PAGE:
One of the biggest barriers to blogging was the firewall at office. I realized that I used to blog in office and my output dried up ever since the firewall came up and after I started using Twitter on my smart phone.
Nevertheless I have decided to solve this handicap by composing the blog and emailing it for posting later. Two events recently warrant mention and pulled me out of my inertia. I will start with the recent event Opera Night.
I was informed of a person from Chennai who has completed the FTCL qualification in singing, for the uninitiated (like I was very recently) it expands to the Fellowship of the Trinity College London and it is the summit for those who wish to get a qualification in western classical singing. I am aware of a few who have completed the lower levels in music mostly the piano but this I was assured was a first not just in the city but in the country also.
More information on this singer came in the Metro Plus of the Hindu recently when Shekina Shawn was introduced to many of us as the only singer from India who has achieved this rare distinction and in a short space of 5 years. I found out that this singer would perform in Chennai on the 22nd of April and I kept it aside as my knowledge of western classical music is painfully limited.
A friend who was part of the string, woodwind ensemble that was to accompany her suggested that the concert was worthwhile and to sweeten the offer threw in one complimentary pass and suggested that I bring my wife along for the cost of one. I accepted and after being warned that it was free seating at the Musuem theatre and early arrival would get a better seat, we reached the venue half an hour early to realize that we were probably half hour late. The parking lot was overflowing with cars and it took a few minutes to find a slot in the sprawling museum grounds.
We found some seats towards the corner and so we got a restricted view of the stage thankfully the singer was unobstructed and so it was fine. It was a pleasant surprise to see the concert start on time with a film of the Help a Child of India, a charity towards which this concert was organized.
The host for the evening Mr. P.C. Ramakrishna was not fully prepared to host a western classical evening but made up for it with his years of stage experience. The programme sheet for the concert listed out 16 pieces and most of them were in either Italian or German and so for those who did not know the language it was a challenge. The thoughtful translation provided was a big help though.
The audience for the evening warrants a mention. It was a full house with a few 1000 rupee tickets available at the venue when the concert was about to start, during the evening there was not a seat vacant in the hall. From toddlers to senior citizens they were all there and there were a good number of expatriates also. Towards the end of the show there were a few people sitting on the steps and as a measure of success the show was certainly on the top.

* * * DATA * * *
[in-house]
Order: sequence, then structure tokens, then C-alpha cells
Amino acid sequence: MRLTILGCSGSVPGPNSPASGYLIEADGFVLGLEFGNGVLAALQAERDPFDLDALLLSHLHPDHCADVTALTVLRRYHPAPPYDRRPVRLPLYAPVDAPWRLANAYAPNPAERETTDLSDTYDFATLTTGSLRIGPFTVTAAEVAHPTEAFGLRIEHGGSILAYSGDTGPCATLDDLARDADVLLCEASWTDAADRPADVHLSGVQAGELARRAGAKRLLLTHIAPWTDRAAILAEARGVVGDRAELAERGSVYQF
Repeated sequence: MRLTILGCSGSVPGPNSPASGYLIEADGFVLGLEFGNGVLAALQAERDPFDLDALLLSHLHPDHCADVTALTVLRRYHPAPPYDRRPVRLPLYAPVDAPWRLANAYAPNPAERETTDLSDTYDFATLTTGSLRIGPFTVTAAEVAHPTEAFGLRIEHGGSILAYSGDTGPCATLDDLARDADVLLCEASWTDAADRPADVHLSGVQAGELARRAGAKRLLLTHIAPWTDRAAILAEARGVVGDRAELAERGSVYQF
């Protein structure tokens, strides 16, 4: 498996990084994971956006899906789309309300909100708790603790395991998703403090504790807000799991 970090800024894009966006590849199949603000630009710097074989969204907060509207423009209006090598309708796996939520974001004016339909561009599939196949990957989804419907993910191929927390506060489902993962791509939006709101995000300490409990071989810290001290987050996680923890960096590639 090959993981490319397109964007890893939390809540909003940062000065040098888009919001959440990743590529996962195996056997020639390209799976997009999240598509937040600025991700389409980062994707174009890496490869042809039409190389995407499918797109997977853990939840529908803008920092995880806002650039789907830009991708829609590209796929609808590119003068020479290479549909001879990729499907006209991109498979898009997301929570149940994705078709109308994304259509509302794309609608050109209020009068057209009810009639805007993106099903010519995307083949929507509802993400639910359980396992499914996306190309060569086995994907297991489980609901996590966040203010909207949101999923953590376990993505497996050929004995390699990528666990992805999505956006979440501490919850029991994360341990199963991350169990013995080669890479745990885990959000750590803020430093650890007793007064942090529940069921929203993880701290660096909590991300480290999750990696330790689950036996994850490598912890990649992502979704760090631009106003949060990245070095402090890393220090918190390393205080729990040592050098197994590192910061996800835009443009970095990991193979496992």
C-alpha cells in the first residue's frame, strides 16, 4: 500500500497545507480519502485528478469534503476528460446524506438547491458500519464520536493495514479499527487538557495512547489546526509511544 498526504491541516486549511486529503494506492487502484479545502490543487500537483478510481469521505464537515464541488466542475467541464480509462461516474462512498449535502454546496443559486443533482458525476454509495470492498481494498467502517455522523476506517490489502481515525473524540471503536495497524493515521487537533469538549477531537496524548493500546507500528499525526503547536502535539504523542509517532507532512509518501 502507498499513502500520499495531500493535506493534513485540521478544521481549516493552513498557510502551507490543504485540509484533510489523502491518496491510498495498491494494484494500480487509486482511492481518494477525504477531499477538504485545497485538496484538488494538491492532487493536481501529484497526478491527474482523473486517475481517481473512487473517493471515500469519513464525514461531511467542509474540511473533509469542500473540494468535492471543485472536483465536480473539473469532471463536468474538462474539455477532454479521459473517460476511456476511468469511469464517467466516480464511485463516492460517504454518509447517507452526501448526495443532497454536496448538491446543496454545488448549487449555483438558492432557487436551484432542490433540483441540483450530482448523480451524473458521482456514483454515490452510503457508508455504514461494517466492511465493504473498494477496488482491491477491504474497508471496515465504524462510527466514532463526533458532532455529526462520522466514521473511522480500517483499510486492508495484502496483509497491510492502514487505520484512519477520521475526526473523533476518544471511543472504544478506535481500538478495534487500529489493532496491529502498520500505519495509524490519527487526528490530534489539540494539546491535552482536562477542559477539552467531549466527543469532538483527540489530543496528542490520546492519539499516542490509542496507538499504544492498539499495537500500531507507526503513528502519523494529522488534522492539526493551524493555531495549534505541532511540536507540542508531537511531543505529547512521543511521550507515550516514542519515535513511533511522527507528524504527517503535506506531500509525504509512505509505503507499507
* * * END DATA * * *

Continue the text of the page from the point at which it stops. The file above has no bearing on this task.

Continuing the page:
The star of the evening Shekina was introduced on to the stage and she sang 4 pieces as listed below:
- So shall the lute – Judas Maccabaeus – G.F. Handel
- Lauda Muste – Mass in C Minor – W.A. Mozart
- Quella fimma – Italian Art song – Benedetto Marcello
- Ma rendi pur contento – Sei arietta – Vincenzo Bellini
Shekina was wearing a dress that was very unflattering and maybe it was stage fright or maybe she was not warmed up enough but the first piece was faint and the mikes made up for the lack of power in the voice. The first set accompanied by Edwin Roy was a pleasure to hear also because of the wonderful accompaniment.
The next set of songs were accompanied by the other pianist for the evening Leslie David. These pieces are listed below:
- An Den Mond – Lied – Franz Schubert
- Pretty Flower – 20thC art song – Kerin Bailey
- Summer Time – Porgy and Bess – George Gershwin
As the pieces moved on Shekina seemed to gain in confidence and her voice opened out more. The second set was less involving as far as the accompaniment went but it was nevertheless good to hear.
The string and woodwind ensemble was introduced next along with the conductor for the evening Augustine Paul who received a rousing welcome. I suspect the audience had several of his students and choir members. A very soothing performance by the ensemble conducted by Augustine Paul was the next piece called